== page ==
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    I have never heard the magnetism argument. I hope that's not really the rationale. Even with 10 centimeters of wire with a 2mm spacing and 30 amps only provides about 4 mN of opposing force. Equivalent to hanging a few paper clips to pull the wires apart. That might be enough if one simply laid the wires next to each other, but any wrapping would not be undone with so little force (as evidenced by Brazil not burning down from house fires). – Samuel May 17 '16 at 22:45

While i am a communications engineer [MSEE], i have wired a few houses, as well as done quite a bit of field engineering. What i would question with the twisted/taped connection, is whether the joint is "gas tight". Merely twisting the wires allows moisture and oxygen into the joint. Over time, particularly in a moist environment, this can lead to corrosion, resulting in a high resistance joint, and a potential fire (if it's power wiring). A "wire nut" tends to prevent this by screwing down on the wires, thereby tending to eliminate oxygen + water (and the resulting corrosion) from the joint. For something in a moist environment (possibly outside), as well as something carrying significant current (over 5 amps or so), my preference would be to solder the conductors together, and then either tape them - with the "fusing" type tape that melts together with itself - or, pot it in epoxy, with one of the 3M [Minnesota Mining & Mfg] or a competitor's product. Properly done, this should survive under water immersion over a long time. Cheers.

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    Wire nuts are mostly dry & open to the air, not counting expensive gel or "goop" filed "waterproof" nuts. Most houses aren't supposed to be underwater much anyway – Xen2050 May 16 '16 at 17:52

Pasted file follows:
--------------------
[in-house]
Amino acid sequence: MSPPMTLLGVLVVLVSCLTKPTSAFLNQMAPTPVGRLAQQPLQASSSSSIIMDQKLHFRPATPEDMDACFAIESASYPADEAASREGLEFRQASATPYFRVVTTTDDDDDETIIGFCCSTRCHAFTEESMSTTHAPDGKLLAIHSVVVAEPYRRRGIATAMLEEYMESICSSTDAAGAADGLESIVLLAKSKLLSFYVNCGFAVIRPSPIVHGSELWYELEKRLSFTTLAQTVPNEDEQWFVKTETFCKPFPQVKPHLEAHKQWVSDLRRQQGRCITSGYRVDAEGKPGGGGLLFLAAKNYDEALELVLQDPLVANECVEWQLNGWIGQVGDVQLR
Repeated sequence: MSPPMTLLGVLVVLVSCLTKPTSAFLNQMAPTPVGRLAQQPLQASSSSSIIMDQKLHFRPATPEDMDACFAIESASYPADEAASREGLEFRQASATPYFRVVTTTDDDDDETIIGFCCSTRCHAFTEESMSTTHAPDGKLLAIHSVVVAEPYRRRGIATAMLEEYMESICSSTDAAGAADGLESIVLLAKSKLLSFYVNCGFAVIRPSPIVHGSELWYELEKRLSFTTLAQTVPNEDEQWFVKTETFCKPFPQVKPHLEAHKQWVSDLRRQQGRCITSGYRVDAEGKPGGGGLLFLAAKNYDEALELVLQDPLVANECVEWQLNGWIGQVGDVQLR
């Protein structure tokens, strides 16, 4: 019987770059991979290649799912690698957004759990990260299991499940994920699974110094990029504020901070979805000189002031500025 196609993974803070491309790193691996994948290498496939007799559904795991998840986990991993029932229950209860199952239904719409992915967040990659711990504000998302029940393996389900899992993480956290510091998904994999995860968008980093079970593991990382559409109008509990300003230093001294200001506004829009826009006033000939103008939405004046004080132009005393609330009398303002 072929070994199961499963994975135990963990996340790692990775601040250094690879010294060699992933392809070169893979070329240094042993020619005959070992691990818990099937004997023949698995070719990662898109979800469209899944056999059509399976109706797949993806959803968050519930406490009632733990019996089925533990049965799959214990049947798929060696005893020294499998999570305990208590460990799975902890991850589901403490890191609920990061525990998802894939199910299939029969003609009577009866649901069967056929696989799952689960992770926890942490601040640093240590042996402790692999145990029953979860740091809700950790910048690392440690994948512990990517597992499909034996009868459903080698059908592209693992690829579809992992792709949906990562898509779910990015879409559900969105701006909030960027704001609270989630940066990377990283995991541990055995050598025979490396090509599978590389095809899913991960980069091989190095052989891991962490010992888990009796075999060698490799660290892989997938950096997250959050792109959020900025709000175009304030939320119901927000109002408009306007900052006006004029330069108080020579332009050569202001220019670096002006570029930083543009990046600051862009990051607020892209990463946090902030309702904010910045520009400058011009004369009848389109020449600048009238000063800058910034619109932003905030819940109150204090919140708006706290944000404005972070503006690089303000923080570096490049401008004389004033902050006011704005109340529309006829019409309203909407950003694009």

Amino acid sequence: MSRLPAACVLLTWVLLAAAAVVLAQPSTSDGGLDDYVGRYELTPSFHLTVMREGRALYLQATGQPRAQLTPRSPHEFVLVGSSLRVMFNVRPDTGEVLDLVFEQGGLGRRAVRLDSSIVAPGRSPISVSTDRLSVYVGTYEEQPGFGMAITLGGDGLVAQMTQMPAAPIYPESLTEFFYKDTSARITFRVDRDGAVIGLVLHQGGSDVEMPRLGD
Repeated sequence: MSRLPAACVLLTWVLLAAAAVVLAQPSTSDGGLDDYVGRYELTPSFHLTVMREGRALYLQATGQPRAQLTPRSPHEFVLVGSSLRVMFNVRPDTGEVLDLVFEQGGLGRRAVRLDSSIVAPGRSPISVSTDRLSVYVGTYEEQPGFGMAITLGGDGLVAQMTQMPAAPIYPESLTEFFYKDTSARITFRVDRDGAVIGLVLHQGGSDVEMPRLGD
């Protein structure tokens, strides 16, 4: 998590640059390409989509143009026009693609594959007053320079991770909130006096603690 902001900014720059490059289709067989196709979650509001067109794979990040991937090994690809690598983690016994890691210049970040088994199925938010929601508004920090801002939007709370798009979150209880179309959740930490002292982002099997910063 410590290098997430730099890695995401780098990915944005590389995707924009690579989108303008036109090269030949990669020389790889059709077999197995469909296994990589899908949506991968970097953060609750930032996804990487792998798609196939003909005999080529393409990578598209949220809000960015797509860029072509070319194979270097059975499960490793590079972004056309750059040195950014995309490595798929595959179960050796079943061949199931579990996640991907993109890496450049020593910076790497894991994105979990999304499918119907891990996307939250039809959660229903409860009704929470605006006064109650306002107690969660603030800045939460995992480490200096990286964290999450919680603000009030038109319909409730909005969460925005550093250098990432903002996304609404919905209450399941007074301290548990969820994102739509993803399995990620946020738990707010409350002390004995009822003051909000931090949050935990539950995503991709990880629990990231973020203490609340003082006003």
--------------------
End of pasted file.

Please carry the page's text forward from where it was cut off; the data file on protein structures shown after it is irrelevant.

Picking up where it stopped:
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    While the mention of water is out of place for this question, the "gas tight" observation is worth mentioning. While more often an issue when working with lower-voltage electrical connectors/connections, a properly installed wire-nut will create high pressure points between the conductors. When done correctly, these high pressure points will help keep out oxygen, which corrodes the metal and increases resistance over time. – JS. May 16 '16 at 23:54
  • I think the mention of water is entirely appropriate here. Water is everywhere in the atmosphere (as a gas), and is the single most important accelerator of oxidation and corrosion (and growth of mold on organic substrates) in a "normal" (not underwater) environment. A connection that increases resistance with age becomes a fire hazard. A gas-tight connection is an important attribute in electrical connections, and this is an instance in which wire nuts and terminal blocks are probably superior to a mechanical splice, IMO. Even tape-wrapped is likely not be be gas-tight. – AndyW Jun 21 '16 at 17:32

A 7 twist solid copper wire has fair strength but over time especially with just tape the connection can loosen with big loads as the wires jump around. Wire nuts are normally used in the US on 10, 12 & 14 AWG wire.

Stranded wire will not hold up with out some kind of pressure connector a wire nut works great on stranded. With larger wire sizes Split bolts and compression fittings that are bolted together then insulated with Cambric, Liner less (rubber tape) and black tape (I use super 88).